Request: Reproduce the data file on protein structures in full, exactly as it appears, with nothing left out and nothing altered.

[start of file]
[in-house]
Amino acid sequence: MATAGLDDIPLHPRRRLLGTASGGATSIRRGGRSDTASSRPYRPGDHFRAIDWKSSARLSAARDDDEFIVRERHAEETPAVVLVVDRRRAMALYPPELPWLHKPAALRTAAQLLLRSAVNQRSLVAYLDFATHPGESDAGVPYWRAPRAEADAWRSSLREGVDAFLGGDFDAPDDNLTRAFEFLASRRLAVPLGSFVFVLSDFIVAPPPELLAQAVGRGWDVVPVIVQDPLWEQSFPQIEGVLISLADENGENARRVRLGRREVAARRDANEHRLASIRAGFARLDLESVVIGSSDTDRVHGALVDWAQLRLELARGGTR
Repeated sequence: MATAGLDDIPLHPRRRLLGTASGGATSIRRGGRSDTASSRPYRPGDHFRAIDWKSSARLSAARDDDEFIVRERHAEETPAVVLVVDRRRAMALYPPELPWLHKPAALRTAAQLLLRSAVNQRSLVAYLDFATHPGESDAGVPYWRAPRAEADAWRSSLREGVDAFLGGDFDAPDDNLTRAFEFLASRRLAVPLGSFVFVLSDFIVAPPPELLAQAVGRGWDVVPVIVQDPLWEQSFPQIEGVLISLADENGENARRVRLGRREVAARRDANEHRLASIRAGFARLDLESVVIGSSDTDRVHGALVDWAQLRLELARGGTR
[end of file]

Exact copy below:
[in-house]
Amino acid sequence: MATAGLDDIPLHPRRRLLGTASGGATSIRRGGRSDTASSRPYRPGDHFRAIDWKSSARLSAARDDDEFIVRERHAEETPAVVLVVDRRRAMALYPPELPWLHKPAALRTAAQLLLRSAVNQRSLVAYLDFATHPGESDAGVPYWRAPRAEADAWRSSLREGVDAFLGGDFDAPDDNLTRAFEFLASRRLAVPLGSFVFVLSDFIVAPPPELLAQAVGRGWDVVPVIVQDPLWEQSFPQIEGVLISLADENGENARRVRLGRREVAARRDANEHRLASIRAGFARLDLESVVIGSSDTDRVHGALVDWAQLRLELARGGTR
Repeated sequence: MATAGLDDIPLHPRRRLLGTASGGATSIRRGGRSDTASSRPYRPGDHFRAIDWKSSARLSAARDDDEFIVRERHAEETPAVVLVVDRRRAMALYPPELPWLHKPAALRTAAQLLLRSAVNQRSLVAYLDFATHPGESDAGVPYWRAPRAEADAWRSSLREGVDAFLGGDFDAPDDNLTRAFEFLASRRLAVPLGSFVFVLSDFIVAPPPELLAQAVGRGWDVVPVIVQDPLWEQSFPQIEGVLISLADENGENARRVRLGRREVAARRDANEHRLASIRAGFARLDLESVVIGSSDTDRVHGALVDWAQLRLELARGGTR